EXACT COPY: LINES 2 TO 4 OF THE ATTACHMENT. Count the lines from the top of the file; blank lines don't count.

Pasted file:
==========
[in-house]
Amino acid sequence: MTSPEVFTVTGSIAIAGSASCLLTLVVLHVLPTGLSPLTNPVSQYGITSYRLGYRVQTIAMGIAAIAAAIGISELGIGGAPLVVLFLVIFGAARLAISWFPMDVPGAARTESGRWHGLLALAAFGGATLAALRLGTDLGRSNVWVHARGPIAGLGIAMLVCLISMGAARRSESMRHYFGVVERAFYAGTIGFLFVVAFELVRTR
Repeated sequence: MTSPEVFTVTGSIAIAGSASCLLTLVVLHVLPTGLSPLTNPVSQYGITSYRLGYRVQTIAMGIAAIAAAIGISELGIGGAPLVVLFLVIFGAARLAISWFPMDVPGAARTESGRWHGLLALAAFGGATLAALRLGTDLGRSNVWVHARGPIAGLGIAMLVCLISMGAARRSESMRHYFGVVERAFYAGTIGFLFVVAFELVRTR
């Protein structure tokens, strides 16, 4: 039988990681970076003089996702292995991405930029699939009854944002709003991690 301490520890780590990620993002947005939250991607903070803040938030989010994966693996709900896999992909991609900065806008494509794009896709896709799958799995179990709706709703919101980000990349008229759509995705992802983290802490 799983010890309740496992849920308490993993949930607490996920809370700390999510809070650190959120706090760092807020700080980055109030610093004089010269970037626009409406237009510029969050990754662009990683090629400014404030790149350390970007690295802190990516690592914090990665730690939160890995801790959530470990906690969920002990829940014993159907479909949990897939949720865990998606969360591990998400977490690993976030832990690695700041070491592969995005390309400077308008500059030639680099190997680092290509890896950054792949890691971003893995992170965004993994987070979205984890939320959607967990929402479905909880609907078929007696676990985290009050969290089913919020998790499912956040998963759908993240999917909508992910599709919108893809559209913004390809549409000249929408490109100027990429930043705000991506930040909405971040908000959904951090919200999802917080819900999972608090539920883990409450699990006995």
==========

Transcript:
Amino acid sequence: MTSPEVFTVTGSIAIAGSASCLLTLVVLHVLPTGLSPLTNPVSQYGITSYRLGYRVQTIAMGIAAIAAAIGISELGIGGAPLVVLFLVIFGAARLAISWFPMDVPGAARTESGRWHGLLALAAFGGATLAALRLGTDLGRSNVWVHARGPIAGLGIAMLVCLISMGAARRSESMRHYFGVVERAFYAGTIGFLFVVAFELVRTR
Repeated sequence: MTSPEVFTVTGSIAIAGSASCLLTLVVLHVLPTGLSPLTNPVSQYGITSYRLGYRVQTIAMGIAAIAAAIGISELGIGGAPLVVLFLVIFGAARLAISWFPMDVPGAARTESGRWHGLLALAAFGGATLAALRLGTDLGRSNVWVHARGPIAGLGIAMLVCLISMGAARRSESMRHYFGVVERAFYAGTIGFLFVVAFELVRTR
């Protein structure tokens, strides 16, 4: 039988990681970076003089996702292995991405930029699939009854944002709003991690 301490520890780590990620993002947005939250991607903070803040938030989010994966693996709900896999992909991609900065806008494509794009896709896709799958799995179990709706709703919101980000990349008229759509995705992802983290802490 799983010890309740496992849920308490993993949930607490996920809370700390999510809070650190959120706090760092807020700080980055109030610093004089010269970037626009409406237009510029969050990754662009990683090629400014404030790149350390970007690295802190990516690592914090990665730690939160890995801790959530470990906690969920002990829940014993159907479909949990897939949720865990998606969360591990998400977490690993976030832990690695700041070491592969995005390309400077308008500059030639680099190997680092290509890896950054792949890691971003893995992170965004993994987070979205984890939320959607967990929402479905909880609907078929007696676990985290009050969290089913919020998790499912956040998963759908993240999917909508992910599709919108893809559209913004390809549409000249929408490109100027990429930043705000991506930040909405971040908000959904951090919200999802917080819900999972608090539920883990409450699990006995």